The Solitary of Juan Fernandez, or the Real Robinson Crusoe eBook

Joseph Xavier Saintine
This eBook from the Gutenberg Project consists of approximately 128 pages of information about The Solitary of Juan Fernandez, or the Real Robinson Crusoe.

Alas! does not reflection quickly diminish this lively joy at his return and safety?  From this shipwreck, poor sailor, thou hast saved only thyself:  thy tools, thy instruments of labor, even thy Bible, are a prey to the sea!

It is now, Selkirk, that thou must suffice for thyself!  It is the last trial to which thou canst be subjected!


The Island of Juan Fernandez.—­Encounter in the Mountains.—­Discussion.  —­A New Captivity.—­A Cannon-shot.—­Dampier and Selkirk.—­Mas a Fuera.  —­News of Stradling.—­Confidences.—­End of the History of the real Robinson Crusoe.—­Nebuchadnezzar.

On the 1st of February, 1709, an English vessel, equipped and sent to sea by the merchants of Bristol, after having sailed around Cape Horn, in company with another vessel belonging to the same expedition, touched alone, about the 33d degree of south latitude, at the Island of Juan Fernandez, from a hundred and ten to a hundred and twenty leagues distant from the coast of Chili.

The second ship was to join her without delay.  Symptoms of the scurvy had appeared on board, and it was intended to remain here for some time, to give the crew opportunity of recovering their health.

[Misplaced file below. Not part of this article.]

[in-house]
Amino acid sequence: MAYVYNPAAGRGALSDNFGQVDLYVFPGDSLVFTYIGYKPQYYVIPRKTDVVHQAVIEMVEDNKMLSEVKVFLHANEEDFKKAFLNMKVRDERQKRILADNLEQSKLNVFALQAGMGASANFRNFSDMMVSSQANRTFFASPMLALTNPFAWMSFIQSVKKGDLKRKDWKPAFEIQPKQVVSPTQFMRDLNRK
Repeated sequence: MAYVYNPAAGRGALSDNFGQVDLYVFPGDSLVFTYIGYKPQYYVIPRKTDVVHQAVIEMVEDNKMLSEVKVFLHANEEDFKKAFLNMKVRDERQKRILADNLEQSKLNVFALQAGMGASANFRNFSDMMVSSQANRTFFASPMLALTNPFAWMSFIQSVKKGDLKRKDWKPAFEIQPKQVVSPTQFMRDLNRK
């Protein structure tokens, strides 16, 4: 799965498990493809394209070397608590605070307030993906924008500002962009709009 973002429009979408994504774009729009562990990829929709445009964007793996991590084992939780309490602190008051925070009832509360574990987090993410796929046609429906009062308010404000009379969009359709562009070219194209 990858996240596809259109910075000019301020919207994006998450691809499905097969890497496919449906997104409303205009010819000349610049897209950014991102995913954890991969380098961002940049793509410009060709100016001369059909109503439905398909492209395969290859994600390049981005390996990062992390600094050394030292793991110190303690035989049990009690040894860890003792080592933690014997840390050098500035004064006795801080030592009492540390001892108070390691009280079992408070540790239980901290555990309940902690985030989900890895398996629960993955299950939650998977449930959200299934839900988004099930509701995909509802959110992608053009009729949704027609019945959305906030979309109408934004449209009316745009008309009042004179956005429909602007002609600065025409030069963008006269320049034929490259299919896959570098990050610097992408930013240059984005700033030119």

Their tents pitched, towards evening several sailors, having ventured upon the island, were not a little surprised to see, through the obscurity, a strange being, bearing some resemblance to the human form, who, at their approach, scaling the mountains, leaping from rock to rock, fled with the rapidity of a deer, the lightness of a chamois.

Some doubted whether it was a man, and prepared to fire at him.  They were prevented by an officer named Dower, who accompanied them.

On their return to their companions, the sailors related what they had seen; Dower did not fail to do the same among the officers; and this evening, at the encampment on the shore, in the forecastle as well as on the quarter-deck, there were narratives and suppositions that would ‘amuse an assembly of Puritans through the whole of Lent,’ says the account from which we borrow a part of our information.

At this period, tales of the marvellous gained great credence among sailors.  Not long before, the Spaniards had discovered giants in Patagonia; the Portuguese, sirens in the seas of Brazil; the French, tritons and satyrs at Martinique; the Dutch, black men, with feet like lobsters, beyond Paramaribo.

The strange individual under discussion was unquestionably a satyr, or at least one of those four-footed, hairy men, such as the authentic James Carter declared he had met with in the northern part of America.

Some, thinking this conclusion too simple, adroitly insinuated that no one among the sailors who had met this monster, had noticed in him so great a number of paws.  Why four paws?—­why should he not be a monopedous man, a man whose body, terminated by a single leg, cleared, with this support alone, considerable distances?  Was not the existence of the monopedous man attested by modern travellers, and even in antiquity and the middle ages, by Pliny and St. Augustine?

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The Solitary of Juan Fernandez, or the Real Robinson Crusoe from Project Gutenberg. Public domain.
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